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Health care dominates Carter town hall
Lawmaker says insurance debate not over
While some of the questions to U.S. Rep. Buddy Carter were pointed at Thursday's town hall meeting in Richmond Hill, the atmosphere was described as civil.

U.S. Rep. Buddy Carter said Thursday’s town hall meeting at the South Bryan County Administration Building was a chance to hear from constituents.

He got an earful.

Yet, Thursday’s meeting was downright civil in contrast to a March town hall meeting in Savannah where Carter was booed. There were even a few empty seats in the room where Bryan County commissioners meet.

In all, about 60 people attended the town hall, one of nine Carter held in the 1stDistrict in the past week. Those who spoke expressed concerns about a variety of issues ranging from health care to the environment to President Donald Trump.

But health care seemed to be the most pressing concern.

Carter, a pharmacist by trade and a vocal critic of the Affordable Care Act known as Obamacare, urged those at the meeting to read the GOP’s American Health Care Act, which was narrowly voted down by the Senate.

He also said the effort to repeal Obamacare wasn’t over.

“One thing we’re not going to do is give up. We’re Americans,” Carter said in his opening remarks. “We don’t give up. We’re going to continue on until we get something, and we’re going to do it in a bipartisan fashion.”

Those words didn’t resonate with some in the audience. Joe Stuart of Hinesville challenged Carter on health care by saying “Let us have what you have, and you have what I have.”

Richmond Hill’s Laura McGee asked why Washington’s focus seemed to be on health insurance.

“I’m wondering why in all the discussions about health care, it’s always about insurance,” she said. “People don’t need insurance. I’ve got insurance, and I’ve still got problems with health care. We need health care, not insurance.”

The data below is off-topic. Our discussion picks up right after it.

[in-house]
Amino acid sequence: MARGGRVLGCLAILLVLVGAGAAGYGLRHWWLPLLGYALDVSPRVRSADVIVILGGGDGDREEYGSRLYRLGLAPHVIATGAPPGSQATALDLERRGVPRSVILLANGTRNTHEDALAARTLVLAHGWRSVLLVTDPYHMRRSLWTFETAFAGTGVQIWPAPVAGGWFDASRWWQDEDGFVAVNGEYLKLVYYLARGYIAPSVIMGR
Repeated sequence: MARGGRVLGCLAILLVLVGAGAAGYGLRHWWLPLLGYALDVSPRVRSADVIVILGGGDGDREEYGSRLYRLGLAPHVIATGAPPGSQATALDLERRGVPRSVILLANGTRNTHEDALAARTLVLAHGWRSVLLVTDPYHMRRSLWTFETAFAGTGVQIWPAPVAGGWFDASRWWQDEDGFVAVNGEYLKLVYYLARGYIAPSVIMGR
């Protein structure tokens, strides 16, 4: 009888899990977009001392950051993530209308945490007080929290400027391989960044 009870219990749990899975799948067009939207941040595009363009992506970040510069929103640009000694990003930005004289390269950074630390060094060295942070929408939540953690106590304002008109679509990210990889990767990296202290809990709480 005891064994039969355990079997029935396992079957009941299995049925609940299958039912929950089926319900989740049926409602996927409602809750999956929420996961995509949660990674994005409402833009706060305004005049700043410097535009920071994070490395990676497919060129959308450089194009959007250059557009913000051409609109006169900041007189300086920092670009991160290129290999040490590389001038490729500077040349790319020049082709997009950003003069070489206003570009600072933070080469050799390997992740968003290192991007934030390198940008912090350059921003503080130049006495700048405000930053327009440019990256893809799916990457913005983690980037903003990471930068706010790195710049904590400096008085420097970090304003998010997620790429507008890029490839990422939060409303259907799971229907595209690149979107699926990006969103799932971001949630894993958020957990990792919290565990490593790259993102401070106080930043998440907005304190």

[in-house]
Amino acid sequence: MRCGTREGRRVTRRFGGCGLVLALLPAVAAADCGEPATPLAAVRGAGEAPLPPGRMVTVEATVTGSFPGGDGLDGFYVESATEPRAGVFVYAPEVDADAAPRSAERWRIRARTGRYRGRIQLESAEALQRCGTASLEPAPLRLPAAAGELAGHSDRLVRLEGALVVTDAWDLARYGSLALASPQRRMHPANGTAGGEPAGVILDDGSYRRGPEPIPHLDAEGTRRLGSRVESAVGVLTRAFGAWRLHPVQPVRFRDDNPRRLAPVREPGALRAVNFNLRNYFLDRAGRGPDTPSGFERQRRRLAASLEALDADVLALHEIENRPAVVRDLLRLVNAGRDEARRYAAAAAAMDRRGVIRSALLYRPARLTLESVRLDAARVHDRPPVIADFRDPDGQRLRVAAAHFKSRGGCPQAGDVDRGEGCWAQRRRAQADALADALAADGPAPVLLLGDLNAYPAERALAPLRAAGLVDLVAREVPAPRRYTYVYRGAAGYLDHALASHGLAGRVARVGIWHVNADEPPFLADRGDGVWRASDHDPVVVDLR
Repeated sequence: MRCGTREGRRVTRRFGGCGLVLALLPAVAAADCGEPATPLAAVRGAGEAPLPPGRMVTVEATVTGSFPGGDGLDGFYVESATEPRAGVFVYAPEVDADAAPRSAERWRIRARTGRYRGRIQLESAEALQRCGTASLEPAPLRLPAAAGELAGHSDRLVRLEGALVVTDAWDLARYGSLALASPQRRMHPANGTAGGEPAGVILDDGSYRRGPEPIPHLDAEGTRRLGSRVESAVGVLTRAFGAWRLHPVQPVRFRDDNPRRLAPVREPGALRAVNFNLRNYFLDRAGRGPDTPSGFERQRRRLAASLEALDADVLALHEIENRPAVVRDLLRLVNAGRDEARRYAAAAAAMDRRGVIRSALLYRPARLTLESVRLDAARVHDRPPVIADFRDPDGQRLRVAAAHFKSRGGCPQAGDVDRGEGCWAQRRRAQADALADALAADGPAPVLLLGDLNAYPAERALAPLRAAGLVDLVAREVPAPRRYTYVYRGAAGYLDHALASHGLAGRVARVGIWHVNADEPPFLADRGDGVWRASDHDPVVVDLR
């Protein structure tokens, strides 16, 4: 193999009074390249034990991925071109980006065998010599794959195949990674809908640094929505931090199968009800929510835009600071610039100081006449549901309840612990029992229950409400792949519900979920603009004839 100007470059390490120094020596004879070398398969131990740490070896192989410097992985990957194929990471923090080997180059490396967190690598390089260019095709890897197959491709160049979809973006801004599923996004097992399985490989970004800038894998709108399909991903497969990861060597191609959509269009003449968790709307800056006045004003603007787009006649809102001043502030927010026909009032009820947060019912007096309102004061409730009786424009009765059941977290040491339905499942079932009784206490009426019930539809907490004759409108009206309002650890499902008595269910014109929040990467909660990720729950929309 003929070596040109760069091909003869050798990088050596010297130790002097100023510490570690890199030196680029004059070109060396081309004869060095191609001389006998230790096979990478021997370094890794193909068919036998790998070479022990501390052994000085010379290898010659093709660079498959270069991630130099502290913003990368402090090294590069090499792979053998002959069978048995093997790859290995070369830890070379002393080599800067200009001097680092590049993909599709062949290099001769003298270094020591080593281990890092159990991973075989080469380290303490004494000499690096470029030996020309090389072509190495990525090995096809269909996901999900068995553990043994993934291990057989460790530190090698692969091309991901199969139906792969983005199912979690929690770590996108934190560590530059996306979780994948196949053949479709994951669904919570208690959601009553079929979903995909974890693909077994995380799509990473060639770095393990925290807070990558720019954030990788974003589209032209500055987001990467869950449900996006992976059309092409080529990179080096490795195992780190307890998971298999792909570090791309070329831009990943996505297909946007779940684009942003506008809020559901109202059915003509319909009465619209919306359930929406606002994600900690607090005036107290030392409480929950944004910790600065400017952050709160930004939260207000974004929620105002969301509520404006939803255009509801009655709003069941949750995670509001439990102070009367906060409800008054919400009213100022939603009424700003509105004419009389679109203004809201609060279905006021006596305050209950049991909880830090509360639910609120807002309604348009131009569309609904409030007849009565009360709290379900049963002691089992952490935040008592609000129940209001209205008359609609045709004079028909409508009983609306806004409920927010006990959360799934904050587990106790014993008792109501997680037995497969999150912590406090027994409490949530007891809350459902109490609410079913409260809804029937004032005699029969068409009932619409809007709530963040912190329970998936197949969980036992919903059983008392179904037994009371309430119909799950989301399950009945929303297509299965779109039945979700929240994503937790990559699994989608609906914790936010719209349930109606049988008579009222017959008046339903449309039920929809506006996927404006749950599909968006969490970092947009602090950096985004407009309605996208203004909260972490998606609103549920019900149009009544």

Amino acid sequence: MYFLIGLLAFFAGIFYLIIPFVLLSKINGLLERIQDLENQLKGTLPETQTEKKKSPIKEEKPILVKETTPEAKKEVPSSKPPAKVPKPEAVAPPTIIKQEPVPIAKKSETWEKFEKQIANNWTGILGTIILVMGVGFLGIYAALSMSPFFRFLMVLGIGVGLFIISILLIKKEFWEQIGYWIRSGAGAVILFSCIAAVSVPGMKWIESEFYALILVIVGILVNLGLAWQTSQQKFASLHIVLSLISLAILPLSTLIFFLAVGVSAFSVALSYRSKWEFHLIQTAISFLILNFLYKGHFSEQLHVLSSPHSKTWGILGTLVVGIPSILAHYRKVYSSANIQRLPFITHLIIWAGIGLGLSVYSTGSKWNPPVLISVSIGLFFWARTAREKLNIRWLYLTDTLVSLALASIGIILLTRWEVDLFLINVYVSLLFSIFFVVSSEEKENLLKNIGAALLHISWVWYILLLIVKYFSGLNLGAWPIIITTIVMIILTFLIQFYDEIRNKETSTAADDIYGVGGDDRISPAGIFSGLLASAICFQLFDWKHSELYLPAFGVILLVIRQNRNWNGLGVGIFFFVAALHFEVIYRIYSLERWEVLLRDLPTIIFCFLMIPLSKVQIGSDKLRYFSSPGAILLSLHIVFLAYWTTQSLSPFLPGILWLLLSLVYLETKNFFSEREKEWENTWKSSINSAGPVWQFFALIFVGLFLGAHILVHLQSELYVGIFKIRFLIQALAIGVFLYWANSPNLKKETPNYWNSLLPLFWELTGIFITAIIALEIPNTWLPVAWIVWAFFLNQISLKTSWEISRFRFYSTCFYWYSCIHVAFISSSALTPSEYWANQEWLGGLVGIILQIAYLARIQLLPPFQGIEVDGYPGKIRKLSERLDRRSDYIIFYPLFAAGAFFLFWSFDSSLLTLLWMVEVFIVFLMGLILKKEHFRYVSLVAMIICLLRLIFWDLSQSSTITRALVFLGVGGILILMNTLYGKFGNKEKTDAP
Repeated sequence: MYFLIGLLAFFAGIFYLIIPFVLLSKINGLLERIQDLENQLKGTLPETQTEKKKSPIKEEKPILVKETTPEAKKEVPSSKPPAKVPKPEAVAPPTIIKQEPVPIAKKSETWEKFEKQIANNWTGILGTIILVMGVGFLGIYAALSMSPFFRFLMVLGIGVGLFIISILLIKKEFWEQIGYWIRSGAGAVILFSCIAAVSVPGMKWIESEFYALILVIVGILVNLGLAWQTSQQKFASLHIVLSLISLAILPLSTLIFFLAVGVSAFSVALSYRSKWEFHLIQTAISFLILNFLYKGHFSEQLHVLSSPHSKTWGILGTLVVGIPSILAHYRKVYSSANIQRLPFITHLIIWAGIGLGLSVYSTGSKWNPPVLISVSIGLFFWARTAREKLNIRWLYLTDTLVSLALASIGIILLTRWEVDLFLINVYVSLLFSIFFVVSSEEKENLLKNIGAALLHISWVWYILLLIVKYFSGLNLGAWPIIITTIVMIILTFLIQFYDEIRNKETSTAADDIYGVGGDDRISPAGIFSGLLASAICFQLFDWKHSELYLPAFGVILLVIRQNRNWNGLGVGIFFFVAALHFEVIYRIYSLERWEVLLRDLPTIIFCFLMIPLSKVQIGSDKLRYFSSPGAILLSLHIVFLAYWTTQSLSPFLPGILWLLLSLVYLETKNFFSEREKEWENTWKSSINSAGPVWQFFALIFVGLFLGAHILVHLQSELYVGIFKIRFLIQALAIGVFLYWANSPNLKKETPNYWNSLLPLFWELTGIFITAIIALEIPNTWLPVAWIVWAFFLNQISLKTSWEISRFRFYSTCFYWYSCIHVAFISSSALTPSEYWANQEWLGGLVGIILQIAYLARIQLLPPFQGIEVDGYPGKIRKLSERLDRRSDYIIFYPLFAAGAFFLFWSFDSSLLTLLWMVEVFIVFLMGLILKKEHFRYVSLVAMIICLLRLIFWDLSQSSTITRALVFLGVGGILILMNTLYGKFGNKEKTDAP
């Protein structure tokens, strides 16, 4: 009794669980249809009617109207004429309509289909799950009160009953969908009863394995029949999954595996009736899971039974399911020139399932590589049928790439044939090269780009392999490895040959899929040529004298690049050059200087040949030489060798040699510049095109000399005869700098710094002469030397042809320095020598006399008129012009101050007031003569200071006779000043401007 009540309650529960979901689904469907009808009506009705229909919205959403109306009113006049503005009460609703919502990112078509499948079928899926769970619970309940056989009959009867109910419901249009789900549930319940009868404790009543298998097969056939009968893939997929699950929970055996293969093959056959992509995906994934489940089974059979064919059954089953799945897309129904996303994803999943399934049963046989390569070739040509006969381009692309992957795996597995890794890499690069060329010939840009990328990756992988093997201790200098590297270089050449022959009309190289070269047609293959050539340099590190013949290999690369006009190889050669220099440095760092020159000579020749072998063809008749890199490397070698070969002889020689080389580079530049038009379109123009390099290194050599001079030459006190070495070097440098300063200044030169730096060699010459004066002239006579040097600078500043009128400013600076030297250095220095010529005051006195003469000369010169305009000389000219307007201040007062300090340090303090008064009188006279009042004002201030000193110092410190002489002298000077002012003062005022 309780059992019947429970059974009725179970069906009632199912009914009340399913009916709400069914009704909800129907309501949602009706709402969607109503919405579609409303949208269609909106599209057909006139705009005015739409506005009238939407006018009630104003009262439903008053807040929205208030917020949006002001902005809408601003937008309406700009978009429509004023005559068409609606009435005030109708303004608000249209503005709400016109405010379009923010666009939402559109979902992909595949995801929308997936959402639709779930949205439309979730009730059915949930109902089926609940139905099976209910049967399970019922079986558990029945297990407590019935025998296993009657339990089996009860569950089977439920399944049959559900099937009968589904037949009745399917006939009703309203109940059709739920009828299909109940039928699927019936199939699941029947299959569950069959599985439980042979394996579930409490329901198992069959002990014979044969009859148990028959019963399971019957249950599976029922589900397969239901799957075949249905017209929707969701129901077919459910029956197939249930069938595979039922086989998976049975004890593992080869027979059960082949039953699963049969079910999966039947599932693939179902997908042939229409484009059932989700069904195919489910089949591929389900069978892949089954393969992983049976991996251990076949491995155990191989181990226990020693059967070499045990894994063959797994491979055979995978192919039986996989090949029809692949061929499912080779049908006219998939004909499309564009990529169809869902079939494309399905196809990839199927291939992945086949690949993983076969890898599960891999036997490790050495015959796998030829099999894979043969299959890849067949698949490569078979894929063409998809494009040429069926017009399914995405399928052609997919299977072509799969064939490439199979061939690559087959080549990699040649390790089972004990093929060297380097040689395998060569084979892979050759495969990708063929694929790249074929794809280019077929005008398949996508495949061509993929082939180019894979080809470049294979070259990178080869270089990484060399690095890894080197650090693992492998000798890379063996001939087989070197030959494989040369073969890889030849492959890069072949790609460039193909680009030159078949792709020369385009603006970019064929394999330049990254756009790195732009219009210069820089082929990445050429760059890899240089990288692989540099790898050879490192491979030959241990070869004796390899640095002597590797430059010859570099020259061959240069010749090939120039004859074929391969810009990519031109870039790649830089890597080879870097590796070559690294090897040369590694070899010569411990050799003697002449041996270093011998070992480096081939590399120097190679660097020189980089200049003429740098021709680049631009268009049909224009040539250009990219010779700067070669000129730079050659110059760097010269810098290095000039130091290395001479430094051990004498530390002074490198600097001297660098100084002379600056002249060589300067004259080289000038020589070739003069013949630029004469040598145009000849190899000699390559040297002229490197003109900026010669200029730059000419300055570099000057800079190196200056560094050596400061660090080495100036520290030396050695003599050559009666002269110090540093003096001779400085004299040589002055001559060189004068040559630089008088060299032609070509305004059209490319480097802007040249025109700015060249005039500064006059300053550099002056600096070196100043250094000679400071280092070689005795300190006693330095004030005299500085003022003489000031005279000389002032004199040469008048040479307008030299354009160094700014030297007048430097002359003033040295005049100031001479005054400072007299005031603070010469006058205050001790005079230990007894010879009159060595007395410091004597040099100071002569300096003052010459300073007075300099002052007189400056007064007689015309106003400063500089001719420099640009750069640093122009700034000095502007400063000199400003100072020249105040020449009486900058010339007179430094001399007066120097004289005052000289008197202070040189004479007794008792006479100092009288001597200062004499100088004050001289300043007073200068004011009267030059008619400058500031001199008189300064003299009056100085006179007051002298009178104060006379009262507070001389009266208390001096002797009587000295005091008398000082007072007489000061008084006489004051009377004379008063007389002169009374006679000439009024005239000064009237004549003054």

Carter told McGee she was “spot on,” and agreed with another member of the audience on the need to allow people to choose health insurance the same way they get car insurance, by shopping around among companies.

That, he claims, will help bring prices down. Health care currently accounts for a sixth of the U.S. economy, Carter said.

Health care for veterans also came up for discussion. Robert Sweeny of Richmond Hill blasted the lack of care he receives through the VA.

“It’s almost like we’re invisible. We wait, and we wait, and we wait,” he said. “It’s ridiculous what we go through. You send us off to war, then we come back and we sit on a waiting list for two-three years. When are we going to get the benefits we were promised?”

Carter, who earlier said some 700 VA employees had been fired in efforts to improve the agency, agreed that more needed to be done. He also used veterans’ trouble with the VA to deride efforts to make healthcare universal.

“If you want to see what universal health care would look like, look at the VA.”

That drew protests from some in the crowd, and Carter was asked whether he agreed with President Trump when Trump said the GOP healthcare bill was “mean,” as well as whether he supported expanding Medicaid benefits to help more people pay for health care. Georgia is one of the states that did not expand the program under President Barack Obama.

“The worst thing we can do is expand Medicaid,” Carter said. “Medicaid is a safety net program, we need it for the aged, for the blind, for the disabled, for mothers and children. We need to focus on them, we don’t need it for able bodied adults.”